Health Insurance-Now You Have It, Now You Don’t

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 Health  insurance is becoming more elusive with each passing year. You are lucky if your employer offers  health  insurance. You are even luckier if your employer pays toward your  health  insurance.

Enjoy it while you can, because I feel the future is bleak for Americans to continue to afford  health  insurance. Have you noticed that your monthly premium increases each and every year and your co-pays continue to rise or that you now have a co-pay as well as coinsurance?

So, when your  health  benefits are changing, how do you prepare for the future?

First you have to learn the language. You need to know the differences between an HMO and a PPO. You need to know about indemnity plans and  health  savings accounts.

An HMO, or  health  maintenance organization, provides managed care by contracting with doctors and hospitals for a reduced price for services rendered. An HMO has a “gatekeeper.” This is usually your PCP, or primary care physician. Your PCP acts like a quarterback. The HMO hopes the PCP will direct your care and also provide you with as much care as possible before referring you to a specialist. The PCP must authorize all care. Emergency room visits may be an exception.

A PPO, or preferred provider organization, offers another form of managed care. Doctors and hospitals contract with the PPO and in turn will provide services at a reduced fee. When you have a PPO as your plan, you will be directed to a network of physicians who participate (known as participating providers) with your specific insurer. You usually have a co-pay, and in some instances you have a co-pay and coinsurance. The difference between this type of insurance (PPO) and HMO coverage is that many PPOs allow you to see out-of-network doctors. The disadvantage of the PPO coverage is that you most likely will have to pay much more to see an out-of-network doctor. This is how you are penalized.

Indemnity plans are traditional insurance plans and are becoming less and less utilized each year due to the high cost of maintaining this type of insurance. Indemnity plans are your typical 70/30 or 80/20 coverage with a deductible. Once you meet your deductible (a specific monetary amount that you must pay before the insurer will pay for care), your insurance company will pay the contracted amount. For example, let’s say you have a deductible of $500.00 and 80/20 coverage. You have a procedure at the hospital, which cost $1,000.00. After you pay the hospital $500.00 (your deductible), your insurance company will pay the remaining cost of $500.00 at 80 percent ($400.00) and you are responsible for 20 percent ($100.00).

What’s on the horizon? There is a specific  health  insurance plan that is growing each year: the HSA, or  health  savings account. This is a tax-advantaged medical savings account, but it must be linked with a high-deductible  health  plan. The benefit aside from the tax advantages is the ability to spend your medical dollars where you want as opposed to being directed by your insurance plan.

An HSA is different from your flex medical savings account in that the money you contribute to your HSA can be rolled over each year and grow tax deferred but your flex medical account contributions cannot. I recommend sitting down with a  health  insurance broker or human resources representative at work to learn more about the specific benefits these plans offer.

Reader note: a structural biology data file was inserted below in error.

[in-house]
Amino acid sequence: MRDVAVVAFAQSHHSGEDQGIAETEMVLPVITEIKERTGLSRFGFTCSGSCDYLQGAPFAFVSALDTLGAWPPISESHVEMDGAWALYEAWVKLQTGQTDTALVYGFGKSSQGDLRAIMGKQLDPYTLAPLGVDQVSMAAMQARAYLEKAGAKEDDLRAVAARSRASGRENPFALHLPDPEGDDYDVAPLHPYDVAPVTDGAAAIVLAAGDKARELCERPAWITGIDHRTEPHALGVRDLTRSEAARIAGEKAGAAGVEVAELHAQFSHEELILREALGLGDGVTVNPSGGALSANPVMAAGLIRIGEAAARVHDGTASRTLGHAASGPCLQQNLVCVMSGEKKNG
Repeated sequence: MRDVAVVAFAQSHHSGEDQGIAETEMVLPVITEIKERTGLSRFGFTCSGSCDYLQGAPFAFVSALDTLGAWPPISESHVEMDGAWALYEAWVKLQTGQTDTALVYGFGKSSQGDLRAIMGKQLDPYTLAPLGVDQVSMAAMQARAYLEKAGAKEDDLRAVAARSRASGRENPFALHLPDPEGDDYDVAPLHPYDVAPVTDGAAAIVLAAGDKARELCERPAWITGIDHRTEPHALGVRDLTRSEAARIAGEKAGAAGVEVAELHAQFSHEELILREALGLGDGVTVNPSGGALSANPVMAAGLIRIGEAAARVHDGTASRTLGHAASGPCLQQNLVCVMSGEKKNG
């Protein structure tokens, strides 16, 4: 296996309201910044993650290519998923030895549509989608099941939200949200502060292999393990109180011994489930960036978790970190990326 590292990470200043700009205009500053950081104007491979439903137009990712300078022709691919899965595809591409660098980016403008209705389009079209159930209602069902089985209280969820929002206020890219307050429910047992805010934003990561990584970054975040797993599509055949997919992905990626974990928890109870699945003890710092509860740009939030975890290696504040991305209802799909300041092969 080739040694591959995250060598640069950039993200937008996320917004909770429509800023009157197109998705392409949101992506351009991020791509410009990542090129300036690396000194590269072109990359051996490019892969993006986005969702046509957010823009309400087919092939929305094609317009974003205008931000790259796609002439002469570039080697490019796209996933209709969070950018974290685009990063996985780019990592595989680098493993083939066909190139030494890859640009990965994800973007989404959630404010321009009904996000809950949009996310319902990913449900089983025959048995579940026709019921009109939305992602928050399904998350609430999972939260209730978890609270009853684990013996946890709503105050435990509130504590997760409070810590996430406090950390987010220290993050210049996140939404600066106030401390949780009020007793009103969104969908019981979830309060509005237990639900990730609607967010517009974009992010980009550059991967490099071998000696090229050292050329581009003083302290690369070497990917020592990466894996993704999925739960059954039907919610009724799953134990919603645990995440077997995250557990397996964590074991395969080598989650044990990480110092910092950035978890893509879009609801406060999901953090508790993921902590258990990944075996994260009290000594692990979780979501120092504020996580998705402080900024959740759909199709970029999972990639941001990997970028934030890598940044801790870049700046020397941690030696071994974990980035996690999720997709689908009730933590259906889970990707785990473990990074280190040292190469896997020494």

Now that you know some of the language, what is the next step? You have to figure out your needs. Are you healthy? Are you single with children or married with children? What is the  health  of your spouse? Are you currently taking mediation? Are you young or old? These are all important considerations.

I have always recommended that my patients with children pay for the best  health  insurance they can afford. HMO doctors who play “gatekeeper” sometimes hesitate when there is a consideration of ordering special tests. I don’t know about you, but I do not like gambling with my child’s life. I don’t want to play the game of “Let’s just wait and see how little Johnny does before we send him off for expensive tests.” Does this happen all the time? No. But does it happen? Yes. If you have no choice but to participate in an HMO, you should save money from your paycheck each week in a separate envelope earmarked for “ health  insurance needs” in case you want a special test for your child or you want your child to see a doctor who is not part of your HMO. If you can’t save each week, get a credit card. This credit card should be placed in your safety deposit box at the bank. Out of sight, out of mind. This is an emergency credit card.

If you are between the ages of 20 and 40, single or married and not taking any medication, then an HMO or a PPO might be a good choice. As you get older, you will more likely than not begin taking some form of medication. When choosing  health  insurance plans, carefully evaluate any drug benefits provision and its costs relative to medication coverage.

Having insurance is hedging your bet. You are hoping nothing happens to you, but if something does, you have some form of coverage. As you budget to pay your mortgage/rent and car payments and for groceries, fuel, etc., you should also budget for  health-related  issues, even if you have coverage.

The best coverage is staying well and leading a wellness lifestyle. A wellness, or healthful, lifestyle involves proper nutrition and hydration (water intake), exercise, stress management, vitamins/supplements and adequate sleep. Find more ways to lead a healthy life at www.frompaintopersonalgain.com

Our  health  is our most precious gift. There is a famous Arabian proverb that says, “He who has  health  has hope, and he who has hope has everything.”

Here’s to your  Health , Wealth & Happiness


Source by MJ Kaye



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